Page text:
M.D. or no M.D.? — Clinic president trumpets liberal arts [not med school] as the future of medicine

Chris Behling, an Albion native, shed a new light on the old struggle between science and the humanities Tuesday. In his hour-long presentation given before administrators, faculty, staff and students, Behling’s thesis was that a liberal arts education is the silver bullet of modern medical science.

Behling, president of Mollen Immunization Clinics, claims that the future of healthcare resides outside of medical schools alone. According to Behling this future playing field has nothing to do with government regulations, but pure economics and common sense

“The focus is on primary care physicians,” Behling told the group.  This shift in focus simultaneously lowers overall healthcare costs and maximizes more “healthy years.”

But how does this link- up to liberal arts?

In his presentation, Behling showed that more intensive primary care requires more personnel with a wide range of skills. Behling listed statisticians and psychologists to better analyze lifestyle behavior and to provide patients with customized, at-home care.

“A student may be interested in medicine, but not in organic chemistry,” Behling said, and Albion needs to sponsor that kind of student. Albion has plenty of advising resources, but they need to be organized in a more cohesive and logical manner that connects the dots between disciplines,” said Behling.

“I do feel that his (Behling’s) ideas are a good model for Albion College and what we stand for as a liberal arts institute,” said Colleen Ouendag, Fennville senior.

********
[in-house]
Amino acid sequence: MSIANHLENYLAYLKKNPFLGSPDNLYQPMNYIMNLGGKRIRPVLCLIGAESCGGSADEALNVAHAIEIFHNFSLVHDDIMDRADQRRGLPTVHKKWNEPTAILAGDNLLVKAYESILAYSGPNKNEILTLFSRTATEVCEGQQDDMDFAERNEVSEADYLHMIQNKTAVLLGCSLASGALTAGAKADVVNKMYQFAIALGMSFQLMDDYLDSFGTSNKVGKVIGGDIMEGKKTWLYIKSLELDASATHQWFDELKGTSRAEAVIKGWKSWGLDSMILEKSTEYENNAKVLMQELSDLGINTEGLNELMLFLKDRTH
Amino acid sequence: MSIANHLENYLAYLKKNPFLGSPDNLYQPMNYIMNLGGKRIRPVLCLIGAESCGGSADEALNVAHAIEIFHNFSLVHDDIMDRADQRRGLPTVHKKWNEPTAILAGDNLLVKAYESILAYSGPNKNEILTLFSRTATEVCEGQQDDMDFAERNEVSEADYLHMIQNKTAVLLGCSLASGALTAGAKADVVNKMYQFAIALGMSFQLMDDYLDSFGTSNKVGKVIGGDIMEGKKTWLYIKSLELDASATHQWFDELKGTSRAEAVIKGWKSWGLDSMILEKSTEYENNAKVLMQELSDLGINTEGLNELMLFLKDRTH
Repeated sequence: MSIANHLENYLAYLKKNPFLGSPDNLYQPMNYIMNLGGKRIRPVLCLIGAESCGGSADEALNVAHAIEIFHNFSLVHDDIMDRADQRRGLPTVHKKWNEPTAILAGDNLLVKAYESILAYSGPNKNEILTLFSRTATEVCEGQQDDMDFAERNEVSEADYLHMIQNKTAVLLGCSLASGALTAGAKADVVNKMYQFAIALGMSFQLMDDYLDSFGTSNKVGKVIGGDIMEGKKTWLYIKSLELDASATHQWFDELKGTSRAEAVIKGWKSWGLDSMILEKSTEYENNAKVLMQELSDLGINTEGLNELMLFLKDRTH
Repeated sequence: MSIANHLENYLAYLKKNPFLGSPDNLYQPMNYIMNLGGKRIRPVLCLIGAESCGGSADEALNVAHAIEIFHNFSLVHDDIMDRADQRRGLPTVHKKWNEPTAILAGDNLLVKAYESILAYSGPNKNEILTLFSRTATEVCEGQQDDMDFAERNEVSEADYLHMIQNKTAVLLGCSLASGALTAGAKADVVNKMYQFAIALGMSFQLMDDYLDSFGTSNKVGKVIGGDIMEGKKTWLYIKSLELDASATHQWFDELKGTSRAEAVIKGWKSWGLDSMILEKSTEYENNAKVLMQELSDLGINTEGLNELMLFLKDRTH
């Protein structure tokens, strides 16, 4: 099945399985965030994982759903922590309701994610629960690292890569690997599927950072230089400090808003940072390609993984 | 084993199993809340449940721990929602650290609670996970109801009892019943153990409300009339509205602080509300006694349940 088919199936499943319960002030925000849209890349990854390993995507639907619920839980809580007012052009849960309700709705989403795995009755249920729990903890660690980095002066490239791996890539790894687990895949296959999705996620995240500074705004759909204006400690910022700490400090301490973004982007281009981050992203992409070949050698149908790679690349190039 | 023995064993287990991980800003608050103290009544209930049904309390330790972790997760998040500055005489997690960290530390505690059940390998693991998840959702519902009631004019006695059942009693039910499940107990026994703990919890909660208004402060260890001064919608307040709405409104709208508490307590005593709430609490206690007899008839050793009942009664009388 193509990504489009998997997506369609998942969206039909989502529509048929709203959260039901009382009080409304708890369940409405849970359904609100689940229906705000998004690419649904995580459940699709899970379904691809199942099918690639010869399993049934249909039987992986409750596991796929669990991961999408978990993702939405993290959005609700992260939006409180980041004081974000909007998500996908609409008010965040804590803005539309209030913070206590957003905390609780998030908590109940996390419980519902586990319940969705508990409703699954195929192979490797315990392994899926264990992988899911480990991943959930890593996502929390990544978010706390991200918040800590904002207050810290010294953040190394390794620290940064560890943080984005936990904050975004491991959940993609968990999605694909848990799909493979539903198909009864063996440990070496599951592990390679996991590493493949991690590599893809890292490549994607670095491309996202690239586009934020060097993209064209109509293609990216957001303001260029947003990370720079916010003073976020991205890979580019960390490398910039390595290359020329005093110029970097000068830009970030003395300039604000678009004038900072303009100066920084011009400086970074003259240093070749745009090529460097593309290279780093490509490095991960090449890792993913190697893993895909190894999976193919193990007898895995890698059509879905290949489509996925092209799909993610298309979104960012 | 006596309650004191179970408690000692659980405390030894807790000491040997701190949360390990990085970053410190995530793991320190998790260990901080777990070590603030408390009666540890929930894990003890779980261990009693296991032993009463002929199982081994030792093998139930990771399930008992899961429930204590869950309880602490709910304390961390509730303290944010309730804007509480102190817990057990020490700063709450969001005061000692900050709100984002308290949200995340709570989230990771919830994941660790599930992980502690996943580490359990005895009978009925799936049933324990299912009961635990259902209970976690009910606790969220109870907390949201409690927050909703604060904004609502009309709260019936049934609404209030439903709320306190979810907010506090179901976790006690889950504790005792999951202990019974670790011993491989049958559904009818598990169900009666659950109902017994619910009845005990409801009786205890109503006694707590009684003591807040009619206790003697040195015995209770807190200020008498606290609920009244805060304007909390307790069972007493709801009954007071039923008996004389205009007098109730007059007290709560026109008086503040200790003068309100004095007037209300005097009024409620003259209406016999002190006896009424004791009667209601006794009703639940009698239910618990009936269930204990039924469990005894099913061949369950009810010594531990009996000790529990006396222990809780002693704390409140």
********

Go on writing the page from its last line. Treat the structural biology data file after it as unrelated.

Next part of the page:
Those in attendance included President Donna Randall, Vice President for Finance and Administration Mike Frandsen, Admissions Department staff, current director of the Health Institute Al Pheley, and students.

Behling said to the audience that in this shift in the medical field, Albion has the “first-mover advantage.” However, it remains to be seen if Behling’s predictions are even realizable dreams.

In response, Frandsen said, “Paradigm change is hard. Risk aversion is a part of the human condition…how do we push people to get ahead of this shift?”

“It’s about raising a student’s imagination ceiling,” Behling replied. Albion needs to encourage to see their potential outside of just going to medical school. This can be accomplished through partnerships in the medical field with doctors, nurses, nurse practitioners, and technicians.

Behling understands the interdisciplinary connection better than anyone. He claims that his career in the medical field happened “by accident.”

Behling grew up in Albion and is the third generation in his family to attend Albion College. He was an economics and management and religious studies double major. Following his undergraduate study, Behling attended Harvard Divinity School. He got his foothold in the healthcare system by administering examinations for a life insurance company.

From that point, Behling became interested in patient care and the medical field. Behling became president of Mollen Immunization Clinics in 2011. Mollen provides flu shot and other services through Walgreens and other outlets and is seen as at the cutting edge of providing access to care.

Behling is currently one of three candidates seeking the position of director of Albion’s Health Institute.

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